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Healthy Blood Sugar with Multitasking Salacia sp.


 Vladimir Badmaev, MD PhD

Glucose (also called "blood sugar") itself is not a culprit in diabetes. Glucose is one of the single most important life-sustaining nutrients in the body. When glucose is not sufficiently transported from blood to the tissues or when there is a low level of circulating glucose then the tissue, including the brain is starved from one of the most important nutrients.

Glucose tissue starvation in diabetes affects the entire body and is characterized by a chronic pathological process involving multiple organs and systems. The current better understanding of diabetic pathology allows to address diabetes at multiple levels with a versatile and multitasking nutritional protocol rather than a single-track intervention approach. The main events in type 2 diabetes mellitus are as follows:

  1. The continuously elevated blood glucose, due to reduced tissue uptake, reduced glucose metabolism and increased compensatory liver glucose production, fuels the citric acid cycle (called "Krebs cycle") to provide fatty acids and ketone bodies as replacement sources of energy. This process contributes to elevated blood cholesterol (especially an increase in blood triglycerides, nicknamed “ugly” cholesterol), non-alcoholic fatty liver disease (NAFLD), obesity, elevated blood pressure (metabolic syndrome) which often accompanies type 2 diabetes mellitus, as well as wasting lean body mass.
  1. Excess, unutilized glucose leads to the abnormal process of glucose reaction with protein molecules in the body described in the literature as “glycation reaction.” The glycation reaction produces damaged and dysfunctional protein molecules, e.g. hemoglobin A1C. The glycation reaction products are also referred to as advanced glycation end-products or AGEs. These   products accumulate in tissues not only in diabetes but also in individuals of advanced age and with renal failure. There is emerging evidence that these compounds may play a role in vascular pathology (accelerated atherosclerosis), neurological (diabetic neuropathy), ocular (cataract formation) and renal complications (diabetic renal failure) associated with diabetes and aging.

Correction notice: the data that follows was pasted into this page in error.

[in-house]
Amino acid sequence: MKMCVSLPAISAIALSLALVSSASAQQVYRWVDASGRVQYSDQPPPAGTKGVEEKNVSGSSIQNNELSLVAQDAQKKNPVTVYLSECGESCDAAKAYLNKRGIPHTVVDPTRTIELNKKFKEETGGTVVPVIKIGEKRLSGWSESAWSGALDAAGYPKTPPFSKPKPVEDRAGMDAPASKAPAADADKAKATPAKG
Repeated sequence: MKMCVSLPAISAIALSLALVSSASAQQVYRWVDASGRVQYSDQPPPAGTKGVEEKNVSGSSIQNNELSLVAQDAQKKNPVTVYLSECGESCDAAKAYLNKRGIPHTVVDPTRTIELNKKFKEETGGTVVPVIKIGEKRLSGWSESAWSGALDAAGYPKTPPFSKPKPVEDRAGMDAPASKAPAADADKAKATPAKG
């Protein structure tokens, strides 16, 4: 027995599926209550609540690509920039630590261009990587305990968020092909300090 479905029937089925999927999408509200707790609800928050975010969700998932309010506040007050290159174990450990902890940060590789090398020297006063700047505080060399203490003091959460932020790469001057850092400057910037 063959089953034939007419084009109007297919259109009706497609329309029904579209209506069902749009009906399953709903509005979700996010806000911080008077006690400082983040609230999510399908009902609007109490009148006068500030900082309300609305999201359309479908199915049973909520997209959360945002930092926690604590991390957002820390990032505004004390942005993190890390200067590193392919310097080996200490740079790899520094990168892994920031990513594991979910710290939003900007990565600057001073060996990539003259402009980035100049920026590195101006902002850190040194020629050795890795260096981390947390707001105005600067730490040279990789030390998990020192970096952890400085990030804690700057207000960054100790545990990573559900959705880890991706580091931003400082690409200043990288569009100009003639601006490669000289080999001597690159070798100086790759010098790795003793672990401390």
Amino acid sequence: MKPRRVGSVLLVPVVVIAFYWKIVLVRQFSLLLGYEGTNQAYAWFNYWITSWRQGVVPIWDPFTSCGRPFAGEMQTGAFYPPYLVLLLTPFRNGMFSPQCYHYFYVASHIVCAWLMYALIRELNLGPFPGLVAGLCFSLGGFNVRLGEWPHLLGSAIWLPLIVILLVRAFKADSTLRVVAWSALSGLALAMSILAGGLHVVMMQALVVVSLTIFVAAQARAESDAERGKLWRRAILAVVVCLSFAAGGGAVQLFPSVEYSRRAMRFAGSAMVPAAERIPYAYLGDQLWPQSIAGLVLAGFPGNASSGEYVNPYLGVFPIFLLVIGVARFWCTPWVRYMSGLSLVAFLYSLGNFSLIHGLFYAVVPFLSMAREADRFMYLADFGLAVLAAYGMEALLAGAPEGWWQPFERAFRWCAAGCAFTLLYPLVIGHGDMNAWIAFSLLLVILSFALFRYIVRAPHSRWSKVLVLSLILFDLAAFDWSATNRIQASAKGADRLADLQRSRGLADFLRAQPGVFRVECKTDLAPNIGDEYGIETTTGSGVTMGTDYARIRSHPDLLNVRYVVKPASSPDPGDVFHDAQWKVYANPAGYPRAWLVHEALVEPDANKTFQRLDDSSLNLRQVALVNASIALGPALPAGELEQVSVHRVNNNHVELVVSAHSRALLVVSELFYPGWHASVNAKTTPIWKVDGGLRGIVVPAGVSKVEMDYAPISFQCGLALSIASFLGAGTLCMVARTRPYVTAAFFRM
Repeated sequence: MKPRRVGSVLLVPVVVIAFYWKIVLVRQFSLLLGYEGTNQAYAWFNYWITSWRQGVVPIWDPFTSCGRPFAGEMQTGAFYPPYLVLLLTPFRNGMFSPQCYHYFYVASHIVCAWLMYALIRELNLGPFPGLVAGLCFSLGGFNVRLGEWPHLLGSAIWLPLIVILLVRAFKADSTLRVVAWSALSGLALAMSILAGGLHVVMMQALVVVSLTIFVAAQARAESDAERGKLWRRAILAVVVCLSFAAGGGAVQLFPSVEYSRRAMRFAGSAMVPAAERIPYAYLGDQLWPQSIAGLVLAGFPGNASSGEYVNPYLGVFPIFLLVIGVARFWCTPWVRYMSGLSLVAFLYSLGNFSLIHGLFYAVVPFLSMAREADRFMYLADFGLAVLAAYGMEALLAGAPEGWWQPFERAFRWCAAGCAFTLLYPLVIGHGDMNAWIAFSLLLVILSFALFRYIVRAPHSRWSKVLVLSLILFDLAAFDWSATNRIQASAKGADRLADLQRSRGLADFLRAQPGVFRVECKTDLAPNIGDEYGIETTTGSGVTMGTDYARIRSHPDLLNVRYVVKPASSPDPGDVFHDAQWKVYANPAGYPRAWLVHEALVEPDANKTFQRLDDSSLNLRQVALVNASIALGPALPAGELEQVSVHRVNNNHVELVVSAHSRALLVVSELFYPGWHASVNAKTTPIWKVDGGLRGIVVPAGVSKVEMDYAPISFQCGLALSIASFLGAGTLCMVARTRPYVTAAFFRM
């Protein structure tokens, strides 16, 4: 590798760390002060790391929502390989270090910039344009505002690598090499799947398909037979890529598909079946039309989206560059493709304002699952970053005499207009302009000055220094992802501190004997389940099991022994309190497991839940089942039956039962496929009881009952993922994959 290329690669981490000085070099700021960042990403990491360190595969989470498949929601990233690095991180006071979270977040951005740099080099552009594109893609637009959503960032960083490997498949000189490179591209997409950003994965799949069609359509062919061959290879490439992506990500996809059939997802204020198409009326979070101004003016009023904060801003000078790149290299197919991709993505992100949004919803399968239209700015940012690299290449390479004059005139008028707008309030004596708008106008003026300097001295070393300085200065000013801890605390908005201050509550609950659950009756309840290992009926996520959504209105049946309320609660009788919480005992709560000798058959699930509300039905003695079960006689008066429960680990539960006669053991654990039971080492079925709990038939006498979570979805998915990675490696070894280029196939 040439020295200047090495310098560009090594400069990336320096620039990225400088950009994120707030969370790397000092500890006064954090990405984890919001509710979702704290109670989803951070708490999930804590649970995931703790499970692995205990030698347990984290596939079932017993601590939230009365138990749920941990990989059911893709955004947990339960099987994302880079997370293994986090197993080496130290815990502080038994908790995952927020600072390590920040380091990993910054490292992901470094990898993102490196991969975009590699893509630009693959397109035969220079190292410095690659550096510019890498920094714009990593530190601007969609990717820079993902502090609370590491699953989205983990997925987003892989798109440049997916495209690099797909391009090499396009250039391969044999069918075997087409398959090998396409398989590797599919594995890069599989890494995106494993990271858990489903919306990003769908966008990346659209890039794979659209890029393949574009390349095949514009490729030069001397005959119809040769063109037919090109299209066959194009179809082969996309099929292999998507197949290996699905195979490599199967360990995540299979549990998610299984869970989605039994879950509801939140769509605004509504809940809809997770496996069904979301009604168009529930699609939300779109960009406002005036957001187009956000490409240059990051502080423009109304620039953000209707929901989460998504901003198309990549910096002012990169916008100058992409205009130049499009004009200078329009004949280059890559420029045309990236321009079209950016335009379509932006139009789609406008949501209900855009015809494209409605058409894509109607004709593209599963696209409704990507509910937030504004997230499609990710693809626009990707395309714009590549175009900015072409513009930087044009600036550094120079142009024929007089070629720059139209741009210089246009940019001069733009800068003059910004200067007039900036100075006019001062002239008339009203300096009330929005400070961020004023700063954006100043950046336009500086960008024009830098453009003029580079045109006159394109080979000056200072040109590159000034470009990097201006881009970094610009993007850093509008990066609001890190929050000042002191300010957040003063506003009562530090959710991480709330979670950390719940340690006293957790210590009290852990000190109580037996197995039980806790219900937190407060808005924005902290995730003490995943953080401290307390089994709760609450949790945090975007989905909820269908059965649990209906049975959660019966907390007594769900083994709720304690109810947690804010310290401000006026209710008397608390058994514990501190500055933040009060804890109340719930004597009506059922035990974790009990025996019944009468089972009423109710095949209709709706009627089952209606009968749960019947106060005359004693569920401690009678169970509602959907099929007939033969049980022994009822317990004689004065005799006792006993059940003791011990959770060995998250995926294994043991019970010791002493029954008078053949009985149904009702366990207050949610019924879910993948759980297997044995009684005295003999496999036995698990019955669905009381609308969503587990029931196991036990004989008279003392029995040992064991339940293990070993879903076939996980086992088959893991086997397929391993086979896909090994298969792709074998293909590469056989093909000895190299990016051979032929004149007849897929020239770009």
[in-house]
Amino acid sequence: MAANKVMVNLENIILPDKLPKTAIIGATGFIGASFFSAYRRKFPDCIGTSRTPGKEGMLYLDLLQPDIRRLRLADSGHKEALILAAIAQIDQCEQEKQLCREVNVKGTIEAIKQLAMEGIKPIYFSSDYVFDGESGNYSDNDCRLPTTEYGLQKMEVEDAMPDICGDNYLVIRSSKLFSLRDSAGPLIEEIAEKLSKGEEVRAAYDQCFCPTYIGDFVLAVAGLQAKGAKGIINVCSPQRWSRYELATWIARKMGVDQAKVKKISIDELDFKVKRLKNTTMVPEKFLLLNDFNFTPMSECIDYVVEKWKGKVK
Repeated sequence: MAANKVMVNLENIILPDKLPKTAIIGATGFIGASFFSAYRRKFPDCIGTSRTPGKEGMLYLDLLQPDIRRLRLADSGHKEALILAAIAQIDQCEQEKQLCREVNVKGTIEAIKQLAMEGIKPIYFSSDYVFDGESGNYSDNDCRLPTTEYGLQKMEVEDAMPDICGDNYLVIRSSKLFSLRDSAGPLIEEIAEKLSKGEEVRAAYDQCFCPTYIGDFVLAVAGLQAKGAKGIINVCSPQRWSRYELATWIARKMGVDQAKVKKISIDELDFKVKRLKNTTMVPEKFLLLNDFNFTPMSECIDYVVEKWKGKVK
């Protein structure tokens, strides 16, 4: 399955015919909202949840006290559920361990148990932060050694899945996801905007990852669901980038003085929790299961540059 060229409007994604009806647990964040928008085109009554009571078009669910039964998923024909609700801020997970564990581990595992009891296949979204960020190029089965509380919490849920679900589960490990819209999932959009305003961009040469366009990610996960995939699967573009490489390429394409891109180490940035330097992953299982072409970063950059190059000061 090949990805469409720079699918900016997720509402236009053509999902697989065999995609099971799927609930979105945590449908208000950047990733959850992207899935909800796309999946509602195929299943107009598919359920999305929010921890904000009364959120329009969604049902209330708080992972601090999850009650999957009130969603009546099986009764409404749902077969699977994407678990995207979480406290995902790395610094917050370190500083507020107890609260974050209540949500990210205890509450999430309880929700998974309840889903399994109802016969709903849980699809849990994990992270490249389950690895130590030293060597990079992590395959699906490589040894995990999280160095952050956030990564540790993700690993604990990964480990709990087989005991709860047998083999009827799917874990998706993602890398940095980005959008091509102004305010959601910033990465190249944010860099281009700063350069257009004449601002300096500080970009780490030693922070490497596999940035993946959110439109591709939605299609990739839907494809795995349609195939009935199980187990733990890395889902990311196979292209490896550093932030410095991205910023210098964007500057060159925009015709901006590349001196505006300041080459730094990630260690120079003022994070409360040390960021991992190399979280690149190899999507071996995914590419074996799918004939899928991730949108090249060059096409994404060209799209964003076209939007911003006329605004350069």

1. Oxidative damage to DNA has been well documented in cells isolated from subjects with diabetes. Research indicates that activation of the insulin receptor by insulin or an insulin equivalent is necessary to induce cells to produce their own DNA-repair enzyme. When insulin is lacking or the insulin receptor is defective the repair enzyme is not produced. Thus, the damaged DNA is not repaired, which may lead to premature cell aging and death.
  1. Free radical pathology in diabetes activates all reserve systems (body-made anti-oxidants glutathione, GSH; super-oxide dismutase, SOD; and catalase) in the body to repair DNA damage. This chain of events may deplete tissue stores of nicotinamide adenine dinucleotide (NAD), which participates in the regeneration of body-made antioxidants and activation of tissue-repair enzymes. Depletion of NAD leads to premature cell aging and death. In accelerated atherosclerosis in diabetes manifested by stroke or heart attack depletion of NAD is very prominent.
  1. Clinical symptoms -- excessive thirst, hunger and excessive urination -- are common in diabetics. The excess glucose and ketone bodies in the blood act as an osmotic diuretic; excessive urination contributes to loss of water and electrolytes and thirst (polydipsia or increased fluid intake); and glucose-starved tissue may trigger negative caloric balance and an excessive appetite for food (polyphagia or compensatory appetite promoting obesity).